Give

IAC/InterActive Corp

(IACI)

CEO Barry Diller credit for being bold.

On Monday, the conglomerate said it plans to spin off four of its major units to form five separate businesses. The remaining IAC will hold onto a portfolio of 30 Internet businesses, which include high-profile names like search engine Ask.com, local information site Citysearch and personals site Match.com.

IAC will spin off its HSN shopping unit, its Ticketmaster ticketing service, its Interval vacation and time-sharing business and its LendingTree online mortgage service.

The move marks a dramatic departure of strategy for IAC, which has long maintained that having so many retail and consumer-oriented businesses under one roof -- particularly with an Internet focus -- was an advantage. Ticketmaster could help feed the Ask search engine with unique information users couldn't find on other engines, IAC had argued, while HSN would position the company to take advantage of the convergence of Internet and television.

But Diller conceded that IAC's sprawling structure was doing more harm than good at this point. "It's very confusing to every constituency," he said at a press conference at IAC's headquarters in New York on Monday. "It confuses the markets. We've been undervalued since the very beginning."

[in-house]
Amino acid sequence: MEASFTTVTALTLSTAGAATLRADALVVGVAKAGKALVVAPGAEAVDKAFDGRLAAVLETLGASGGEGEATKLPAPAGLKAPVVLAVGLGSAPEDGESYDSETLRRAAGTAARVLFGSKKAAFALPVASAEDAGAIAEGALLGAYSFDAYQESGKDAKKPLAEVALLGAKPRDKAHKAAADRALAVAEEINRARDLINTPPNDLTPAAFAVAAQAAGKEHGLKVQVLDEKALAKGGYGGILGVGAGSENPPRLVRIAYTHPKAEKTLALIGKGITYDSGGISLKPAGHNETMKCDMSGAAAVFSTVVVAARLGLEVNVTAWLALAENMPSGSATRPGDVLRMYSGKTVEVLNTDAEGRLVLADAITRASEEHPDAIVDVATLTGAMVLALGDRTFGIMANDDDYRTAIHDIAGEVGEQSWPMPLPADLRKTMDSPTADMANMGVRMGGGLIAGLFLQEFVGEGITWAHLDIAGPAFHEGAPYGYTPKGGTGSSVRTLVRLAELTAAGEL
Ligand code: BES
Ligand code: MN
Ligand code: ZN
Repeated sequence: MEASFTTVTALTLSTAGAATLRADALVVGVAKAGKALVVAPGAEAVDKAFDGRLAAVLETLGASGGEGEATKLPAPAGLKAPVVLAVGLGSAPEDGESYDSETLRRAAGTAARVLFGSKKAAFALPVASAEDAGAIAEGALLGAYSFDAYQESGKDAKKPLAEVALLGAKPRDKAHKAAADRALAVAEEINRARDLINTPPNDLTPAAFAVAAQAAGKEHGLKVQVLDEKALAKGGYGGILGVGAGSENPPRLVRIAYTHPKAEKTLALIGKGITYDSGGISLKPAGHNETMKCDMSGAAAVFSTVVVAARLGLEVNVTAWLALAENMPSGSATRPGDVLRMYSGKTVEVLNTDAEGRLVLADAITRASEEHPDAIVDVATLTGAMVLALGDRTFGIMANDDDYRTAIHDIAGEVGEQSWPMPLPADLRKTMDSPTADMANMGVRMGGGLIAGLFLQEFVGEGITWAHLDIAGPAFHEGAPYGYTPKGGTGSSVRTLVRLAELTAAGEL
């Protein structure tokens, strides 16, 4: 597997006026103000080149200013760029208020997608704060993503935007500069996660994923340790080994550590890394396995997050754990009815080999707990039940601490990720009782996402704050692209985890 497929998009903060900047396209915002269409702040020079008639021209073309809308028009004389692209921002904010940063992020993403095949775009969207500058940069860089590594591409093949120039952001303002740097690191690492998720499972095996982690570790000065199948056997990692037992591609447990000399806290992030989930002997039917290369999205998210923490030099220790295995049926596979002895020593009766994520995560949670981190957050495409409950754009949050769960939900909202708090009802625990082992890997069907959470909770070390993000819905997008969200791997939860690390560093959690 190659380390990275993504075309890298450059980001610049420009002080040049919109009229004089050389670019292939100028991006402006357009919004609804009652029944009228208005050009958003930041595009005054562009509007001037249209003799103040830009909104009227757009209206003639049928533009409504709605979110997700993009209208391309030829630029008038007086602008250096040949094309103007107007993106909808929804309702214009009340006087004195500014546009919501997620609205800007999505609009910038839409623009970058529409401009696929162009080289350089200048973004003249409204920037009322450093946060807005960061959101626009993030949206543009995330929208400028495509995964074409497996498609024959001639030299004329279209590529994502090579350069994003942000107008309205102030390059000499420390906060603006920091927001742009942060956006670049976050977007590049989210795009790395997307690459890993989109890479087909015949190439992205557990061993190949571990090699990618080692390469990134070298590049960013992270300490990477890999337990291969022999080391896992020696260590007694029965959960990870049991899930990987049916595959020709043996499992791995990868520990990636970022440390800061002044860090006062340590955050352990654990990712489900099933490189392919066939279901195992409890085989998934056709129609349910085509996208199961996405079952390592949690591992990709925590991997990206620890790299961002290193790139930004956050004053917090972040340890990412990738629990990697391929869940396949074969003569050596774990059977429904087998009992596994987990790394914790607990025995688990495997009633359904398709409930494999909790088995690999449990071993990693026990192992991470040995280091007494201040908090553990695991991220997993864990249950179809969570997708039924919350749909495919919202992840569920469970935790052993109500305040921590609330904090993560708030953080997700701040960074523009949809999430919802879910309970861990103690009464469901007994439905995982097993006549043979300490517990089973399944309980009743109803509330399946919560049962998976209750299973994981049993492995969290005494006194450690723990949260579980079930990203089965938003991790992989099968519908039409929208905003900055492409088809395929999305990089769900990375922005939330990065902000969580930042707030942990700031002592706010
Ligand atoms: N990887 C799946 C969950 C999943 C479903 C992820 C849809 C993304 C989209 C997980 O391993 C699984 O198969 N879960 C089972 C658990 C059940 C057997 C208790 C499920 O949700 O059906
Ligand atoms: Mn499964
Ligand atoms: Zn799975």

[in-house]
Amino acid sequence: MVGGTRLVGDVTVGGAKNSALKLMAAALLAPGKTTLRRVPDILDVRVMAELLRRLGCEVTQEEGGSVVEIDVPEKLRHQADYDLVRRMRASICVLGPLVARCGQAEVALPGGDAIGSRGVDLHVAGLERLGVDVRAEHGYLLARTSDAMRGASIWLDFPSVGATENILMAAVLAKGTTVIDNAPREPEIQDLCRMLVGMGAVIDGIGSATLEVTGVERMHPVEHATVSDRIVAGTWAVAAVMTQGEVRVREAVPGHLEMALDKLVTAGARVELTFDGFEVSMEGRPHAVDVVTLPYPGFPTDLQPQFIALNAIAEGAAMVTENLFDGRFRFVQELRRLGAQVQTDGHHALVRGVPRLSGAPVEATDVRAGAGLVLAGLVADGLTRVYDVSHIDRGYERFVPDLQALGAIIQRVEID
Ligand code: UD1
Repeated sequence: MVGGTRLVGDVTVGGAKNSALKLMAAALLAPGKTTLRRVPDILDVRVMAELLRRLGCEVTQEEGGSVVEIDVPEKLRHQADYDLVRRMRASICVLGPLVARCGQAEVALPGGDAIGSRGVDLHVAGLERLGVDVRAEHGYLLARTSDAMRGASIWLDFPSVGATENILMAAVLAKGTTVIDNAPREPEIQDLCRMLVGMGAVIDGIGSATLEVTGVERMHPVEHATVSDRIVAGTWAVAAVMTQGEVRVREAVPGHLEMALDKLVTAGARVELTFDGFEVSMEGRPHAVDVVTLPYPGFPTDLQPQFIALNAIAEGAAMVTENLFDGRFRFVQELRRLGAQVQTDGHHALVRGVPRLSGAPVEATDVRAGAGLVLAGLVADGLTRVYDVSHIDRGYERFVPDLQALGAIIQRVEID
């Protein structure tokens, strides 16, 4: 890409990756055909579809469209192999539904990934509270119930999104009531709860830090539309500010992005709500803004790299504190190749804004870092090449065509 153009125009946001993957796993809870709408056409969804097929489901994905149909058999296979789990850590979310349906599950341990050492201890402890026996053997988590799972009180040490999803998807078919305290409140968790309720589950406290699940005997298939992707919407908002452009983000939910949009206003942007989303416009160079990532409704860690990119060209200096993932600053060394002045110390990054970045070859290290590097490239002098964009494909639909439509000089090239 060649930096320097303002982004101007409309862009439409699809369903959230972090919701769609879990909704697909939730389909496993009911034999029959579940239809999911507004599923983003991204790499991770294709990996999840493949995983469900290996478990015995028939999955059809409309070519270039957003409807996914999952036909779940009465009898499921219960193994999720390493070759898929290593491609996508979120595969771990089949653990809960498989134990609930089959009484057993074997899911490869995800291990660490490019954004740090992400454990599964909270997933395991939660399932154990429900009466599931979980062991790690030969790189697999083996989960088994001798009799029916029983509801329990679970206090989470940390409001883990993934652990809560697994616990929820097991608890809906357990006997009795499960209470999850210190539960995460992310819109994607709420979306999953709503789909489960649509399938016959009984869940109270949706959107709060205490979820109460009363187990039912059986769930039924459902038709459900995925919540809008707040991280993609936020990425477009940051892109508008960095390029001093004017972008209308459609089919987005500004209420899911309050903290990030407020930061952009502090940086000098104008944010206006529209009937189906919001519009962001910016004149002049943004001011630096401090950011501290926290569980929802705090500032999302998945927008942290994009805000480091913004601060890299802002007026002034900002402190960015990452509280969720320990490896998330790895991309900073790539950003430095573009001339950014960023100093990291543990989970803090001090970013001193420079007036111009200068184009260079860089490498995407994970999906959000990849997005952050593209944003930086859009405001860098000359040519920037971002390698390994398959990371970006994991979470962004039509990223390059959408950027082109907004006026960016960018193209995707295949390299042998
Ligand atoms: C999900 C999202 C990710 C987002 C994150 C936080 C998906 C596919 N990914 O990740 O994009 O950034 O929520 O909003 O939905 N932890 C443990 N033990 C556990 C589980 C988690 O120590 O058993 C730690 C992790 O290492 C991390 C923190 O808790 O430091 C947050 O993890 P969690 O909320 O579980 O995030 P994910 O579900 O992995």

Still, while the drawbacks of the conglomerate model have long been with the company, the time was now to do away with it, given the pick-up in its Internet businesses. IAC had pursued a strategy of using the cash from its more mature businesses to fuel its faster Internet business.

But the Internet businesses are ready to sustain themselves, Diller argued.

IAC's Internet businesses do show indications of amassing an impressive amount of firepower. During the third quarter, revenue in the company's media and advertising unit grew 40% year over year to $189.8 million. At the same time, operating income before amortization grew 74% to $27.6 million.

But taking a big-picture view of the overall business' future as the company's stock has sagged -- IAC was off about 20% for the year before Monday -- seemed to play at least as large in Diller's mind as did the strength of the Internet division.

The plan also comes at a time when things finally seem to be stabilizing at the company's Home Shopping Network, the retailing unit that accounts for nearly half of IAC's revenue. It grew revenue at 2% year over year during the third quarter.

However, other divisions will be facing a tougher road. The company's LendingTree mortgage finance Web site will probably face the biggest hurdle because of the housing crisis. In the third quarter, revenue at the division dropped 41% to $63 million.

But Diller maintained that the long-term outlook for LendingTree remained strong as it would survive and take market share during the downturn.

Shares of IAC closed Monday up $2.22, or 7.5%, to $31.84.